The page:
A question has been brought to my attention. When working with a shapefile within either 10 or 10.1. Is it possible to create a python script or some sort of programming language to accomplish this task;

An attribute table consists of 3 columns with multiple rows. Is there a way to set a list for each column that may be used when clicking within each cell. I know this can be done within an edit session with domain and subtypes but can it be done just within the Attribute table itself. By way of scripting.

Reason, this would provide a streamline process for individuals who do not know much about ArcGIS and would save the process of an edit session and potential of misspellings and what not. The easy fix for a GIS person would be to just use Domains and Subtypes. But the question is, can it be done differently?

  • Are you asking if you can incorporate a drop-down list within cells of the shapefile attribute table? – Aaron Dec 21 '12 at 19:32
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    Yes I am. and the drop-down list would be a set list of my own creation – Hunt_Gregory Dec 21 '12 at 19:35
  • Also, would I have issues with portability of shapefile and or possible feature class with the Script being "inside"? – Hunt_Gregory Dec 21 '12 at 20:05
  • I would be surprised if you could do this with Python. This sounds more like a .NET/C# ArcObjects task. I would think somwehere along the lines of "silently" initiating an edit session once the cell is clicked, becuase as far as i'm aware, you can't make edits on a cell by cell basis if you're not in an edit session. You can make edits to an attribute table outside of an edit session, but the edits are carried out at the column level (e.g. Field Calculator). – dchaboya Dec 21 '12 at 20:05
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    Why not just use domains and subtypes? That's what they're there for. – Fezter Dec 21 '12 at 20:07

You will want to work with subtypes in a file geodatabase--you cannot create subtype definitions for shapefiles. Look at domains and subtypes on the ArcGIS help page to learn more. The following script from ArcGIS 10.0 help shows how to create subtypes programmatically:

# Name: ManageSubtypes.py
# Purpose: Create a subtype definition
# Author: ESRI

# Import system modules
import arcpy
from arcpy import env

    # Set the workspace (to avoid having to type in the full path to the data every time)
    env.workspace =  "C:/data/Montgomery.gdb"

    # Set local parameters
    inFeatures = "water/fittings"

    # Process: Set Subtype Field...
    arcpy.SetSubtypeField_management(inFeatures, "TYPECODE")

    # Process: Add Subtypes...
    # Store all the suptype values in a dictionary with the subtype code as the "key" and the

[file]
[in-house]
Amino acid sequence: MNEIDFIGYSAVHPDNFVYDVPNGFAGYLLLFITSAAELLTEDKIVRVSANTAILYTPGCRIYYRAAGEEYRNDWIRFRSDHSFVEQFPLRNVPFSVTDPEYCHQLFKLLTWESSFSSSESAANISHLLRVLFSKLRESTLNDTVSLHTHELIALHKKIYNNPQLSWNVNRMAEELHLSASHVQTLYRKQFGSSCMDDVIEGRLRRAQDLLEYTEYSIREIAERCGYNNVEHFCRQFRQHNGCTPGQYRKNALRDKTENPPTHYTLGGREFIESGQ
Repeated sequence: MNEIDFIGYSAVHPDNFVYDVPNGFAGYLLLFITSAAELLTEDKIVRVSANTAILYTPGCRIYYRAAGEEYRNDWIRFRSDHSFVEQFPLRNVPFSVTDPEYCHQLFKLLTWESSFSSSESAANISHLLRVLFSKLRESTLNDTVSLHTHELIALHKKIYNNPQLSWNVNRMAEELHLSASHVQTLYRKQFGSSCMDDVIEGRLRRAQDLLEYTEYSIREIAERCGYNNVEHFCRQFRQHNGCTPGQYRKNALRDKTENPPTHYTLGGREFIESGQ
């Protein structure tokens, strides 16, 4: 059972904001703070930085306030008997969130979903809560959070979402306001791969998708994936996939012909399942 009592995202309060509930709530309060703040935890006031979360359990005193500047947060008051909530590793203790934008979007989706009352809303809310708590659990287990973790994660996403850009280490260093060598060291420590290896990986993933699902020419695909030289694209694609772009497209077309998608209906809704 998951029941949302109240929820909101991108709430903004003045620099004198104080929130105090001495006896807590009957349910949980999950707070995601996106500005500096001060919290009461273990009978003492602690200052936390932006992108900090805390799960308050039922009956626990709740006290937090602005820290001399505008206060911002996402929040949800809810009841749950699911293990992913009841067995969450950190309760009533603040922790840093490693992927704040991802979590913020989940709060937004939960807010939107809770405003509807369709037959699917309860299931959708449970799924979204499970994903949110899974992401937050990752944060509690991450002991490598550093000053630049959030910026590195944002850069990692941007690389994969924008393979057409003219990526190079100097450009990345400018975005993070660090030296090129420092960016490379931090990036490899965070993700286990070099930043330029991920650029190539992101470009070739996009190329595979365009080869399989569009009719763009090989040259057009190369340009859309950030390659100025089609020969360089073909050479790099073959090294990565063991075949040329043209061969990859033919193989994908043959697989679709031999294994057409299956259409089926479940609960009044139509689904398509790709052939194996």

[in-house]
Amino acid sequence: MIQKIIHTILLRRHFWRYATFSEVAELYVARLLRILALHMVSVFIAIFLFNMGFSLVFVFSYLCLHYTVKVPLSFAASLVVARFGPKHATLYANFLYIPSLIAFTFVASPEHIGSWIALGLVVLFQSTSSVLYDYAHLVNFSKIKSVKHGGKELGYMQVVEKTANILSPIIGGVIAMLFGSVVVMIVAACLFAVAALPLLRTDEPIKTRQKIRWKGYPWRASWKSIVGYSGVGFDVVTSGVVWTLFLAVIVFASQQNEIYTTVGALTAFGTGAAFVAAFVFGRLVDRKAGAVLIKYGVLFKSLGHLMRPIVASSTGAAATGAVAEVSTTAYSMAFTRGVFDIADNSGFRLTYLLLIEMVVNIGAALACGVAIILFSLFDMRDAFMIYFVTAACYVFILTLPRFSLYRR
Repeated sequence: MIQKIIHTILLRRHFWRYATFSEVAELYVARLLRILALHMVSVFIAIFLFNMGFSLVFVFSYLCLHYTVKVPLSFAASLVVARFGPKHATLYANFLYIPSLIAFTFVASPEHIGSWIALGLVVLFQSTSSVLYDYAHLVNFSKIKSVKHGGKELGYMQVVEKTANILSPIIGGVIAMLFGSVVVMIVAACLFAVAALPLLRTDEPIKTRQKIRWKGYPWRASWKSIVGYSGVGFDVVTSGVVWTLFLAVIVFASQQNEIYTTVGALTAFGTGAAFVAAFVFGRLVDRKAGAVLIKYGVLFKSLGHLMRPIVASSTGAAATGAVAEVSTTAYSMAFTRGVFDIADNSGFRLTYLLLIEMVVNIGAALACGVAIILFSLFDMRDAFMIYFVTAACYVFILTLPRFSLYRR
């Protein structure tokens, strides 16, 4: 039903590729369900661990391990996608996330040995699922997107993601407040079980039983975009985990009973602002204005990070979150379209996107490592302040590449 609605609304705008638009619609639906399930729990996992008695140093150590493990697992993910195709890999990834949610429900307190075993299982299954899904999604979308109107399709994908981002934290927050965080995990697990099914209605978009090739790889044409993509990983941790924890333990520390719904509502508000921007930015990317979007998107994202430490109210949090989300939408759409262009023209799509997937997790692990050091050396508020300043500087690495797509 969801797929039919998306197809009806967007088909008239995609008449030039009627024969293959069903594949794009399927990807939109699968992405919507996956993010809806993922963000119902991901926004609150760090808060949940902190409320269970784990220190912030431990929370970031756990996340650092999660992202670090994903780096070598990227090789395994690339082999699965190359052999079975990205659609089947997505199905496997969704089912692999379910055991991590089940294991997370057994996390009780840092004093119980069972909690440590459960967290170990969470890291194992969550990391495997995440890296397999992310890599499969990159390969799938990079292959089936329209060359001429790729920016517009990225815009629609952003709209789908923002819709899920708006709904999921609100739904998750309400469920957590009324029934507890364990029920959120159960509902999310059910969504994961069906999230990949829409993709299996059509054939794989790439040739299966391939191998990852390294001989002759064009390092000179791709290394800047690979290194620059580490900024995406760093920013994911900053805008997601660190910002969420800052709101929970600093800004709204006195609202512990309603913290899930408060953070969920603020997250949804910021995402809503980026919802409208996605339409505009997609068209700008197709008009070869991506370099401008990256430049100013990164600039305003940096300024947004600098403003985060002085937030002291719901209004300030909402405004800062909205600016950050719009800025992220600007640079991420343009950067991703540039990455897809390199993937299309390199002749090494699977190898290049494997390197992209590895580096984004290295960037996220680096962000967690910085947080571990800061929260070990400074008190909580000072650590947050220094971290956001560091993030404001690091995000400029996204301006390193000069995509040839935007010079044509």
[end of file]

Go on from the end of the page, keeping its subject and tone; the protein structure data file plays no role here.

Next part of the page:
# subtype description as the "value" (stypeDict[code])
    stypeDict = {"0": "Unknown", "1": "Bend", "2": "Cap", "3": "Cross", "4": "Coupling",\
                 "5": "Expansion joint", "6": "Offset", "7":"Plug", "8": "Reducer",\
                 "9": "Saddle", "10": "Sleeve", "11": "Tap", "12": "Tee", "13": "Weld", "14": "Riser"} 

    # use a for loop to cycle through the dictionary
    for code in stypeDict:
        arcpy.AddSubtype_management(inFeatures, code, stypeDict[code])     

    # Process: Set Default Subtype...
    arcpy.SetDefaultSubtype_management(inFeatures, "4")

except Exception, e:
    # If an error occurred, print line number and error message
    import traceback, sys
    tb = sys.exc_info()[2]
    print "Line %i" % tb.tb_lineno
    print e.message
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  • Thanks Aaron. Yea I am we'll versed in domain/subtypes just not in programming. I was given a question and I am just in the process of answering it. Thanks for your time and it is appreciated. I would prefer them to use Domains and Subtypes bc that's what they are meant for. – Hunt_Gregory Dec 21 '12 at 23:48

It sounds like you want to create a custom data entry form with Python. This presentation by Mark Cederholm (also mentioned on this ESRI blog post which has their own example) discusses how this can be done in two different ways, one using Python Add-Ins at 10.1 and another using comtypes at 10.0 and earlier.

wxPython is the GUI framework they suggest, though be aware it is not supported by ESRI. If you are looking for a more mature GUI development path that is supported by ESRI you'll want to use either .NET or Java.

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